My entire life I have been a struggling speller. I have been deeply ashamed of this fact as I saw it as a stain on my personal integrity that everyone could see from 1000 miles away. I attribute this “belief” to two unrelated experiences in elementary school. The first was my grade one teacher, Miss Wilmut, who I was so scared of that I could not think and didn’t for most of grade one (when you learn how to read and spell). The second was the class list on the classroom wall in grade four where students received stickers for perfect scores on the weekly spelling test.
You guessed it..I never got a sticker. This idea crushes me even now, to consider my little grade 4 self, gazing up at the sticker chart and wanting so very badly to have a gleaming, shiny sticker next to her name. I think it was around this time, that I decided “I am a bad speller”.
I accepted this limitation, deficient as I was and moved on. I went through life with a fixed mindset fully believing: “I am a bad speller”. For the most part I was able to hide this blight from the world. As a teacher I spent a lot of time and energy over-compensating for this flaw, but for the most part, students have been helpful and understanding about my “bad spelling”.
Last year I started dabbling on Twitter and before you can say “Twitterholic” I was hooked. As a direct result of my time (well spent :)) on Twitter and I also started to blog. I began to care in a way that I had not before about communicating my thoughts and ideas to others. I became personally invested in the idea that I wanted to become a better speller, so I could Tweet, blog and be understood.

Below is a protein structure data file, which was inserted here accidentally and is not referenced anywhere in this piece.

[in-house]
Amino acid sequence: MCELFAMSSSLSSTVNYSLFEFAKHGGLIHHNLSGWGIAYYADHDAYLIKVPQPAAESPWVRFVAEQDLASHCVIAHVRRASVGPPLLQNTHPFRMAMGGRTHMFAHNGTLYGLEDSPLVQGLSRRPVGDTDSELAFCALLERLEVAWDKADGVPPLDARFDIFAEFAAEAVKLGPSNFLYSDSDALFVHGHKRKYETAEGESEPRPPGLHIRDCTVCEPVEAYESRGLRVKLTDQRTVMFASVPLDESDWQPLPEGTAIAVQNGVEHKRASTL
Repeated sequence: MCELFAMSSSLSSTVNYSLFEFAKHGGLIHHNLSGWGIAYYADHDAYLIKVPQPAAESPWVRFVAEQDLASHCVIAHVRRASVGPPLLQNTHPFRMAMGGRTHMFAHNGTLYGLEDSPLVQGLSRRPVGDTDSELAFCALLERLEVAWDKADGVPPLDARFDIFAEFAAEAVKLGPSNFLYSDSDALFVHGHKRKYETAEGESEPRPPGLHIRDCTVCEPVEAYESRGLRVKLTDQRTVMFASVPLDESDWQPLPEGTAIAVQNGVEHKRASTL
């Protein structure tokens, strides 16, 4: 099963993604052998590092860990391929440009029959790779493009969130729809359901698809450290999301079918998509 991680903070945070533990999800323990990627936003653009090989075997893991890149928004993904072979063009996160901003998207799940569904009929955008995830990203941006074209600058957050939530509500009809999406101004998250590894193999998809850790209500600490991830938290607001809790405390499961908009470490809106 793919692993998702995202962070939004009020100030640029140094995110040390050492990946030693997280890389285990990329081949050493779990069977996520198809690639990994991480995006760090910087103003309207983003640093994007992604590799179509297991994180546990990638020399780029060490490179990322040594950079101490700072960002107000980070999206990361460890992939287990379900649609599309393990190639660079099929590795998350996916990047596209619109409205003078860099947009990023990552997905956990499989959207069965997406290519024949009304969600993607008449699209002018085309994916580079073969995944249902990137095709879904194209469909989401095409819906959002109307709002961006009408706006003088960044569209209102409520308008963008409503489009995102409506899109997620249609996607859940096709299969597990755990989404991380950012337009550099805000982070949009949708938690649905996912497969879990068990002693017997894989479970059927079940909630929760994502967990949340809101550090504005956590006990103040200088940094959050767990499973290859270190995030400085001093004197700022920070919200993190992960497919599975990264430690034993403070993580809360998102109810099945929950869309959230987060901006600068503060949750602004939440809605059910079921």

Throughout this process, I had a couple of mini epiphanies that lead to one big epiphany:
It was not that I couldn’t spell it was that I believed I could not learn to spell that was standing in my way. I did not have to be the “bad speller” forever, I could be the “improving speller”.
Some of my mini-epiphanies:
- The message I give to my students about themselves will stay with them for the rest of their lives.
- Many people in the world are not great spellers and are successful (1 area of weakness does not make all of me flawed).
- Students (and I) can continue to learn and improve regardless of the past.
- Believing in grade 4 that I was a bad speller halted all future learning around how to spell.
- Personal incentive to learn something it is crazy powerful.
- I can read a lot of books on the topic learning, but before I can relate it to myself personally I don’t really “get it” (I wonder is this same for my students?).
- I am not really that a “bad speller”, the belief I had hung onto was way worse than reality.
“They (growth mind-set teachers/learners) love to learn. And teaching is a wonderful way to learn. About people and how they tick. About what you teach. About yourself.
And about life.”